Forum for Science, Industry and Business

Sponsored by:     3M 
Search our Site:

 

Agriculture expansion could reduce rainfall in Brazil's Cerrado

01.04.2016

Agricultural expansion is quickly chewing up native vegetation in the vast wooded savannas of Brazil's Cerrado biome, and a new study shows that those changes in land use are altering the region's water cycle.

"We've shown that cropland recycles less water annually back into the atmosphere than native Cerrado vegetation," said Stephanie Spera, a graduate student at Brown University in the department of Earth, Environmental and Planetary Science and a researcher at the Institute at Brown for Environment and Society (IBES). "As agriculture continues to expand, that could affect the rainfall regime that supports both natural vegetation and agricultural production."


Satellite images show that agricultural land use in a key region of Brazil's Cerrado doubled in a decade. That expansion is altering the region's water cycle, a new study finds.

Credit: NASA / Mustard Lab / Brown Unviersity

The study, which Spera led along with researchers from the University of Vermont and the Woods Hole Research Center, is published in the journal Global Change Biology.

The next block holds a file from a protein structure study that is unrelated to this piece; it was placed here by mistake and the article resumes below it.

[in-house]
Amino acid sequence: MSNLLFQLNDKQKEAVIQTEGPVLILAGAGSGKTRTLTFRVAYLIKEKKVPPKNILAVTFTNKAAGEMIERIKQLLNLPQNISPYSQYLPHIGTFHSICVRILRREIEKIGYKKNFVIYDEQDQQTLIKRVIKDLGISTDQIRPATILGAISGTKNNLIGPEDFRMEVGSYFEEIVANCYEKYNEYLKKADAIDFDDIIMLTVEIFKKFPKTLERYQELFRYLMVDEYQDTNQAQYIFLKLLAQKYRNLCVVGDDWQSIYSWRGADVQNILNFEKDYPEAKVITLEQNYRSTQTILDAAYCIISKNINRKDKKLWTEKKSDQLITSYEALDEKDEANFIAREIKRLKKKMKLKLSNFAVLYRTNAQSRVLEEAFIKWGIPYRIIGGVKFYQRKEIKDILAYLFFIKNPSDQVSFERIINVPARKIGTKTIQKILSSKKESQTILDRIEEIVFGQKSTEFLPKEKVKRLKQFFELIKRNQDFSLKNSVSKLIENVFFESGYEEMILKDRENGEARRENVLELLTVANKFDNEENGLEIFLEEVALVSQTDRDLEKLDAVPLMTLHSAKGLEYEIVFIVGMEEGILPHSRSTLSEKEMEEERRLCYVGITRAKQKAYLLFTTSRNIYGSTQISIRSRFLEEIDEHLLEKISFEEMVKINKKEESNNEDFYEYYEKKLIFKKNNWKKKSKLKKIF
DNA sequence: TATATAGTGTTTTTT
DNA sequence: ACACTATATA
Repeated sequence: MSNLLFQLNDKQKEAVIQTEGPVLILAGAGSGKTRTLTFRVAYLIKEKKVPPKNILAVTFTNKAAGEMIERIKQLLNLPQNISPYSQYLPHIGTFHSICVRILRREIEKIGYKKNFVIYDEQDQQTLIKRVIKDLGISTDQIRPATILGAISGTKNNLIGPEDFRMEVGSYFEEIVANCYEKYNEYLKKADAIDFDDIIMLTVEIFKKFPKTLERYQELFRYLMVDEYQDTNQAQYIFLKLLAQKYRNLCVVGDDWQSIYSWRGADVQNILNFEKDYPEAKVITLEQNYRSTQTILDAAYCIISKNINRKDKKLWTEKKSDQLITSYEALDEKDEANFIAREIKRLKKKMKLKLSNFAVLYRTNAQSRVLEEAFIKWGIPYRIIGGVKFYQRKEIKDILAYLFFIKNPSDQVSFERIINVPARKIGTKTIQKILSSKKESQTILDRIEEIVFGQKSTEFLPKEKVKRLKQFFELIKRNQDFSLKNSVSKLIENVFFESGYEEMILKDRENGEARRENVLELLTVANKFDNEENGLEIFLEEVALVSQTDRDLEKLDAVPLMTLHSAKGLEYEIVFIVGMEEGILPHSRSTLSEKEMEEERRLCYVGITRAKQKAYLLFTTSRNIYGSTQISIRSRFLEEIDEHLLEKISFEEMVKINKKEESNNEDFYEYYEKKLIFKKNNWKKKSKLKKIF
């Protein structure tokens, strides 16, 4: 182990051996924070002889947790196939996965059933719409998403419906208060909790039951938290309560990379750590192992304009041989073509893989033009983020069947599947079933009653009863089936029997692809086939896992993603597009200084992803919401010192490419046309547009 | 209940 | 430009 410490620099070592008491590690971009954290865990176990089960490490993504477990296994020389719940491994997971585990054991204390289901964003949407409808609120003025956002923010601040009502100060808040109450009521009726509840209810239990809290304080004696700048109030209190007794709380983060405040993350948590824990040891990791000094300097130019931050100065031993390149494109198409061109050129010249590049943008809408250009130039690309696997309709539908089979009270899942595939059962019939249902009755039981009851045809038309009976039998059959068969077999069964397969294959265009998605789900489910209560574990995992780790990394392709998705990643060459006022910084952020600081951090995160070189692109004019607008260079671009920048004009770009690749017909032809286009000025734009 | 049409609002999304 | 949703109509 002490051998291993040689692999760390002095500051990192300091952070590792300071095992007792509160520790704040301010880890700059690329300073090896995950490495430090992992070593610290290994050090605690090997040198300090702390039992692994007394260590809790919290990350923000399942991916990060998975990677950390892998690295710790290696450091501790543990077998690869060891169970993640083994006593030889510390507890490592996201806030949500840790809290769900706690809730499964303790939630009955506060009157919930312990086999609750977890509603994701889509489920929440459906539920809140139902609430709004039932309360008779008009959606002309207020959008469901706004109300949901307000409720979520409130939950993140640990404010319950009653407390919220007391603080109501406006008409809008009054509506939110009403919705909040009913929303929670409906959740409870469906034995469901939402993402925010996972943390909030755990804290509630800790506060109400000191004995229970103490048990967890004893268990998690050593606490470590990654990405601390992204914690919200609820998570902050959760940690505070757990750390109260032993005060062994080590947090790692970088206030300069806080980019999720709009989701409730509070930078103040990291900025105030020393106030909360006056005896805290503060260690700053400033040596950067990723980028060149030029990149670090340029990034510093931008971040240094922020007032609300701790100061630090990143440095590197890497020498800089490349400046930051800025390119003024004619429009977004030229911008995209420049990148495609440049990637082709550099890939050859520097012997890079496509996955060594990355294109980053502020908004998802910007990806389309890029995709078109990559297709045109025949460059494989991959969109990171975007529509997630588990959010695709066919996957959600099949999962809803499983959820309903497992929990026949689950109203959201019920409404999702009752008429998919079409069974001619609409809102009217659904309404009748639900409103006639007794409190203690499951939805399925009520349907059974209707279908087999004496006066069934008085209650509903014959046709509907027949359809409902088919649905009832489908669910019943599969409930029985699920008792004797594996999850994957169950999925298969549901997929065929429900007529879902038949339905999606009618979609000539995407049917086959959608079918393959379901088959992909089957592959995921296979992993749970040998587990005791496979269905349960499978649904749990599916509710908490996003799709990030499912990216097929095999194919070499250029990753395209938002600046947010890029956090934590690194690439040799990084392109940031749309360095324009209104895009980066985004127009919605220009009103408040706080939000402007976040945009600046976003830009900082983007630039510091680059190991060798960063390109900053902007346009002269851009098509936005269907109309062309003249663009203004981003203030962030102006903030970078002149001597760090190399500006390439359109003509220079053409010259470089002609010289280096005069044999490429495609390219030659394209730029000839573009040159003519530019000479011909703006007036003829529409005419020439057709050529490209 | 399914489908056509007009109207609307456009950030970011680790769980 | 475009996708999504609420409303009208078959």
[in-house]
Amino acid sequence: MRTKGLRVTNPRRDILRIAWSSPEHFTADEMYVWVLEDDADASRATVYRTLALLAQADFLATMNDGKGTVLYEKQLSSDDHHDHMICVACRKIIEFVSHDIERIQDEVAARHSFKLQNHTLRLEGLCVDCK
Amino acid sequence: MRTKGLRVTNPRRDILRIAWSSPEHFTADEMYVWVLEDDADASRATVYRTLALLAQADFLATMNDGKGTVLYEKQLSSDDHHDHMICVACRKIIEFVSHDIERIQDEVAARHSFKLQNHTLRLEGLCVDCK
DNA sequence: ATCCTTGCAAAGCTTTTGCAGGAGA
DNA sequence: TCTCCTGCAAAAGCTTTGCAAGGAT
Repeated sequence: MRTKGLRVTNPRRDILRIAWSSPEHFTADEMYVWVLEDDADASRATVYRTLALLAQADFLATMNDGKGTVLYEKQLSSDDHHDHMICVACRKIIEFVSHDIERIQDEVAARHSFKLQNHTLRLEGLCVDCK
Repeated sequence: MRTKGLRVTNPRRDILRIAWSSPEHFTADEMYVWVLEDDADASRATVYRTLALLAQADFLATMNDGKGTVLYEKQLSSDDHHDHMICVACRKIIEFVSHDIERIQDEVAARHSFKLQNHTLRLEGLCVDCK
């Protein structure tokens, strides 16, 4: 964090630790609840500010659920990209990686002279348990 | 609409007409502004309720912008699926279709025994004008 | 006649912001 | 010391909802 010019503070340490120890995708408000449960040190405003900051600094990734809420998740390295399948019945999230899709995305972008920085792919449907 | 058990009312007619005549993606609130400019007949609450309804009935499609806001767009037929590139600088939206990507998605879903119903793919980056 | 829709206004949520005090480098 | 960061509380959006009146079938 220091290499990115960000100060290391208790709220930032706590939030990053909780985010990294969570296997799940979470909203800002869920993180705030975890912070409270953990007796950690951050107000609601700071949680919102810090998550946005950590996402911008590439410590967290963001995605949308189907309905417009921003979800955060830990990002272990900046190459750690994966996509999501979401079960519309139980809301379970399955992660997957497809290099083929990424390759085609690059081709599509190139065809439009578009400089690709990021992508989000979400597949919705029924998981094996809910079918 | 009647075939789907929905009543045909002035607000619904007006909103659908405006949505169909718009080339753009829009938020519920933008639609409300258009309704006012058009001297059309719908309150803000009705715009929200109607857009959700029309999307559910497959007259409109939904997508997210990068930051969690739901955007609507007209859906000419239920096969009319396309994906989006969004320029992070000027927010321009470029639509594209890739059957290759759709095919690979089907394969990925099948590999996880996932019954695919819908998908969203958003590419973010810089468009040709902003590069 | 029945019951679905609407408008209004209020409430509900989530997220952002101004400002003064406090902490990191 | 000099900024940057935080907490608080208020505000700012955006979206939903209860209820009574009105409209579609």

While the Brazilian Amazon has been the focus of intense conservation efforts, the neighboring Cerrado has received much less attention, Spera said. As a result, deforestation to make room for cropland has increased in the Cerrado, even as it has slowed significantly in the Amazon.

Spera and her colleagues used a decade's worth of satellite data to document those land use changes in a Cerrado region called Matopiba, where a bulk of recent agricultural expansion has taken place. The data showed that agricultural land more than doubled in area, from 1.3 million hectares in 2003 to 2.5 million hectares in 2013, within the 45 million-hectare study area. Nearly three quarters of that expansion happened on land that had been host to intact native Cerrado vegetation.

The researchers also used the satellite data to estimate the region's rate of evapotranspiration -- the amount of water escaping soil and plant leaves that is recycled back into the atmosphere. The data showed that during the growing season, cropland recycles as much or slightly more water than native vegetation. But during the dry season, when the fields are fallow, evapotranspiration from agricultural land was an average of 60 percent lower than from native vegetation.

As cropland continues to expand at the expense of Cerrado vegetation, the decrease in dry season water recycling could eventually impact the region's critical rainy season, which is responsible for the lion's share of Cerrado rains. "Modeling studies have shown that alteration of the regional water cycle during the dry season could affect both the timing and stability of the rainy season," Spera said.